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LSU quarterback Joe Burrow (9) looks downfield during the first half of LSU's home opener against SLU in Tiger Stadium on Saturday Sept. 8, 2018, in Baton Rouge, La.

Comb through the data from LSU’s first two football games and you are left with one glaring fact: This is not a good offensive team.

The defense, as expected, has been top notch. The special teams have been exceptional.

The offense? Well, through two games the old adage “the more things change, the more they stay the same” comes to mind.

Early season football stats can be as misleading as a campaign promise. Still, to quote the idiot savant detective Jacques Clouseau, nothing matters but the facts. And the facts show that LSU ranks dead last in the Southeastern Conference in total offense with 315.5 yards per game and second-to-last in scoring with 32 points per game (that includes Jacob Phillips’ pick six against Miami). Last and second-to-last are never comfortable seats to be occupying at any point on the calendar.

LSU’s offense is not all gloomy. Running back Nick Brossette, with his back-to-back 100-yard rushing games, has been a delightful surprise. And in Ohio State transfer Joe Burrow, LSU has found a quarterback with toughness and leadership and an ornery streak that says, “No, I’m not going to slide when I run. Well, OK, coach, if you insist, I may do it. A little.”

Austin Deculus to start for LSU at right tackle against Auburn, Ed Orgeron says

I asked Burrow if LSU propping up SEC offensive numbers from College Station to the Columbias is an anomaly or something truly distressing.

“I’d say we’re having some growing pains right now,” he said. “I think we are really talented on offense, and when we get it fixed, we have a chance to be really good.”

LSU plays at Auburn on Saturday, in a game that will shape the destiny of both teams.

This would be a really good time to fix things on offense.

To be fair, there have been challenges. Miami has a bevy of future NFL talent on its defense. Southeastern Louisiana, which LSU beat 31-0 but could never completely put away, found LSU in flux on its offensive line with the absence of left tackle Saahdiq Charles plus the long-established suspension of right guard Ed Ingram on sexual assault charges.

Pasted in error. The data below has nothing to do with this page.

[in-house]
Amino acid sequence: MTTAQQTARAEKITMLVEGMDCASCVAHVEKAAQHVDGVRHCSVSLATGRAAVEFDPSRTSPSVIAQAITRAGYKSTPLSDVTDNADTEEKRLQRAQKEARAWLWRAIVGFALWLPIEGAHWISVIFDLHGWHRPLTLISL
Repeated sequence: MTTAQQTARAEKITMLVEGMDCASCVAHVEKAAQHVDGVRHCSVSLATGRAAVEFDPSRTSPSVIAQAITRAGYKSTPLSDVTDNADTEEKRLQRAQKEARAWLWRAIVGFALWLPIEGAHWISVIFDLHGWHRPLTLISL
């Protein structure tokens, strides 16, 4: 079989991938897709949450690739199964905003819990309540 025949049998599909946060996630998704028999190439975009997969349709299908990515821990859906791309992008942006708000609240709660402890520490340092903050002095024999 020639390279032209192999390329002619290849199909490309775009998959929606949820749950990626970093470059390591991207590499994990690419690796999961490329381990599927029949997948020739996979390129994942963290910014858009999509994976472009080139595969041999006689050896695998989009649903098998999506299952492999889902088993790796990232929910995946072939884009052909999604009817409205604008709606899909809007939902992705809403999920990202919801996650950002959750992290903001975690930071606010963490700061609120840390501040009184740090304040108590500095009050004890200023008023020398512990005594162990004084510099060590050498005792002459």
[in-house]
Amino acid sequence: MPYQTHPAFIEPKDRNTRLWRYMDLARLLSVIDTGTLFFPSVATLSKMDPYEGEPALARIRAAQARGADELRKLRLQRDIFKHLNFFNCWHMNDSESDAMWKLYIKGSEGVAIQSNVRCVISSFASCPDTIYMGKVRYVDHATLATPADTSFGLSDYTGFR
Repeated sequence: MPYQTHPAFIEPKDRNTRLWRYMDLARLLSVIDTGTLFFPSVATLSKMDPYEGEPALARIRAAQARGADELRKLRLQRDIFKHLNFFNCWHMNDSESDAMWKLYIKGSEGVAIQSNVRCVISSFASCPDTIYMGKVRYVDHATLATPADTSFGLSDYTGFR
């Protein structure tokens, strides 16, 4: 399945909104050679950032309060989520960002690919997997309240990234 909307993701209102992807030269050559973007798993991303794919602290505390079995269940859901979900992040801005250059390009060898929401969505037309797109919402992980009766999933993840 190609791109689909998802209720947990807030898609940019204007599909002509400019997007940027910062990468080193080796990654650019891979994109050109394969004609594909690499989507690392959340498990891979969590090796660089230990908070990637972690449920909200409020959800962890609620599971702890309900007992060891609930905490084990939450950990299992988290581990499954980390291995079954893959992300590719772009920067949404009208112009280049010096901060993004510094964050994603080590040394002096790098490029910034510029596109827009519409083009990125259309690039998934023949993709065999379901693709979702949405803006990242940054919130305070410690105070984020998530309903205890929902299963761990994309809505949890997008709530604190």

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But the fact remains: LSU netted just 78 yards on 15 plays in the second half against the Lions. Its only score came on an 18-yard drive after a long fumble return by JaCoby Stevens.

Another fact leads to a question: Where is LSU’s passing game? Coach Ed Orgeron touted a 50-50 pass-run split in the preseason and wide receivers buzzing around like planes making connections in Atlanta. There have been some multiple-receiver formations, but LSU has attempted only 44 passes out of 120 plays thus far. That’s 36.7 percent. Far from 50-50. Even if for the sake of argument you factor in Burrow’s 12 rushing attempts/sacks and say they were intended to be passes, that brings the passing percentage to 46.7 percent.

In other words, this is an offense Les Miles would have, to use his word, enjoyed.

Ensminger can call a more wide-open game. It was on display when Orgeron replaced Miles after the 18-13 loss at Auburn in 2016 when LSU’s game-winning touchdown was disallowed because the snap didn’t beat the horn. So could Matt Canada, LSU’s offensive coordinator circa 2017. Orgeron didn’t enjoy Canada nor his quirky, shape-shifting “what is behind door number three?” offense. So he sent Canada packing to Maryland, where he is interim head coach with an offense averaging 486 yards per game.

It is understandable if Orgeron has the safety on. He has a defense that is the rock of his salvation. He has an offense that has not turned the ball over through two games after a record-low eight turnovers in 2017. “Protect the ball” is probably stamped on Orgeron’s money.

Still, you have to risk dropping an egg on the floor on the way to making a great dish. To beat Auburn, to pull off a second top-10 upset in three weeks, LSU is going to have to take some risks. And that means putting the ball in the air where three things can happen and two of them are … well, you know.

Burrow, who I think would have been Joe Cool strapped inside a dodgy Mercury space capsule — screaming “Why don’t you fix your little problems and light this candle?” in the astronaut-themed movie "The Right Stuff" — made his feelings plain earlier this week.

“We’re going to have to throw the ball to win the game,” he said flatly. “If we can’t, we’re going to lose the game. It’s pretty simple.”

When LSU did pass against SLU, the Tigers went max protect most of the time, often sending just two receivers out on routes. Tight end Foster Moreau said LSU started in a “21” set, which is a standard two backs, one tight end and two receivers.

Wednesday night on his weekly radio show, Orgeron said LSU would have to mix it up against Auburn.

“There are times when we have to max protect and times we have to go empty,” he said. “We can’t give them the same look every time.”

Ensminger said earlier this week in an in-house LSU interview the Tigers need 10 explosive plays to have a chance to win at Auburn. The way Auburn guards against the run, it seems almost mandatory to get most of those plays through the air, as Burrow said.

It is time. Time for LSU to be the offense it was advertised to be. Time to throw caution, in a football sense, to the wind.

Follow Scott Rabalais on Twitter, @RabalaisAdv.​